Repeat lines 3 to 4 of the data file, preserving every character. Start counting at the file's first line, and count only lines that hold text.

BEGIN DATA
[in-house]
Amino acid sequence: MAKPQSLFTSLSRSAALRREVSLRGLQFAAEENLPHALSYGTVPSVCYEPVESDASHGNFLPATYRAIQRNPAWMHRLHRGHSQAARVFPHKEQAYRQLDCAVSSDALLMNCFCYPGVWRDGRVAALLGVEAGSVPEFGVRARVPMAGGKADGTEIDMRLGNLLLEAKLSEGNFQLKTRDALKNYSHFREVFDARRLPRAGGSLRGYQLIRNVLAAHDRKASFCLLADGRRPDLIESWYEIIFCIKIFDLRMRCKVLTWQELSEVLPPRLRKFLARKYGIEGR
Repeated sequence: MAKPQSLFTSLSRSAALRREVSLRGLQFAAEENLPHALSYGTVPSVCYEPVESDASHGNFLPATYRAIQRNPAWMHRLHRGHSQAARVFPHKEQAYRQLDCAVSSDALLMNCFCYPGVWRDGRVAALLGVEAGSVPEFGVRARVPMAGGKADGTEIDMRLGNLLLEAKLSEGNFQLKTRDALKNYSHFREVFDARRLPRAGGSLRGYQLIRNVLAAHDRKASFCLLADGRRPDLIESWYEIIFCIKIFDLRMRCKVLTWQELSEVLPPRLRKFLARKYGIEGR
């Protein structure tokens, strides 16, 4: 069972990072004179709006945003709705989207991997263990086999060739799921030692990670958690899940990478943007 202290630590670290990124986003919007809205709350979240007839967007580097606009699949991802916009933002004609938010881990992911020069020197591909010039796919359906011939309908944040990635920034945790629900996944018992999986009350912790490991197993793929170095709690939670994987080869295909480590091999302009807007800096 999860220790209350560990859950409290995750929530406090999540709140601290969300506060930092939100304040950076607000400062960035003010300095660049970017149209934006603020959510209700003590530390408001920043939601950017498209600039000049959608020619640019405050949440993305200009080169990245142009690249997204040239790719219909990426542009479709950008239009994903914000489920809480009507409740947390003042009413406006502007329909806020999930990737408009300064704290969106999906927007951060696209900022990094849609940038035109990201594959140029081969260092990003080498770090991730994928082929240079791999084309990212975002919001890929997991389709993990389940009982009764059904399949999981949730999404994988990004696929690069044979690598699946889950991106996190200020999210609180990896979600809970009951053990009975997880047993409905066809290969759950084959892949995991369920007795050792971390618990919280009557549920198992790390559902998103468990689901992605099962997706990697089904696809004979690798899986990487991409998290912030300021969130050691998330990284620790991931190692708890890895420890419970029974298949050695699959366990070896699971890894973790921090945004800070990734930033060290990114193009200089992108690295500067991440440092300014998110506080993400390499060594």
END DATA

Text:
Repeated sequence: MAKPQSLFTSLSRSAALRREVSLRGLQFAAEENLPHALSYGTVPSVCYEPVESDASHGNFLPATYRAIQRNPAWMHRLHRGHSQAARVFPHKEQAYRQLDCAVSSDALLMNCFCYPGVWRDGRVAALLGVEAGSVPEFGVRARVPMAGGKADGTEIDMRLGNLLLEAKLSEGNFQLKTRDALKNYSHFREVFDARRLPRAGGSLRGYQLIRNVLAAHDRKASFCLLADGRRPDLIESWYEIIFCIKIFDLRMRCKVLTWQELSEVLPPRLRKFLARKYGIEGR
């Protein structure tokens, strides 16, 4: 069972990072004179709006945003709705989207991997263990086999060739799921030692990670958690899940990478943007 202290630590670290990124986003919007809205709350979240007839967007580097606009699949991802916009933002004609938010881990992911020069020197591909010039796919359906011939309908944040990635920034945790629900996944018992999986009350912790490991197993793929170095709690939670994987080869295909480590091999302009807007800096 999860220790209350560990859950409290995750929530406090999540709140601290969300506060930092939100304040950076607000400062960035003010300095660049970017149209934006603020959510209700003590530390408001920043939601950017498209600039000049959608020619640019405050949440993305200009080169990245142009690249997204040239790719219909990426542009479709950008239009994903914000489920809480009507409740947390003042009413406006502007329909806020999930990737408009300064704290969106999906927007951060696209900022990094849609940038035109990201594959140029081969260092990003080498770090991730994928082929240079791999084309990212975002919001890929997991389709993990389940009982009764059904399949999981949730999404994988990004696929690069044979690598699946889950991106996190200020999210609180990896979600809970009951053990009975997880047993409905066809290969759950084959892949995991369920007795050792971390618990919280009557549920198992790390559902998103468990689901992605099962997706990697089904696809004979690798899986990487991409998290912030300021969130050691998330990284620790991931190692708890890895420890419970029974298949050695699959366990070896699971890894973790921090945004800070990734930033060290990114193009200089992108690295500067991440440092300014998110506080993400390499060594």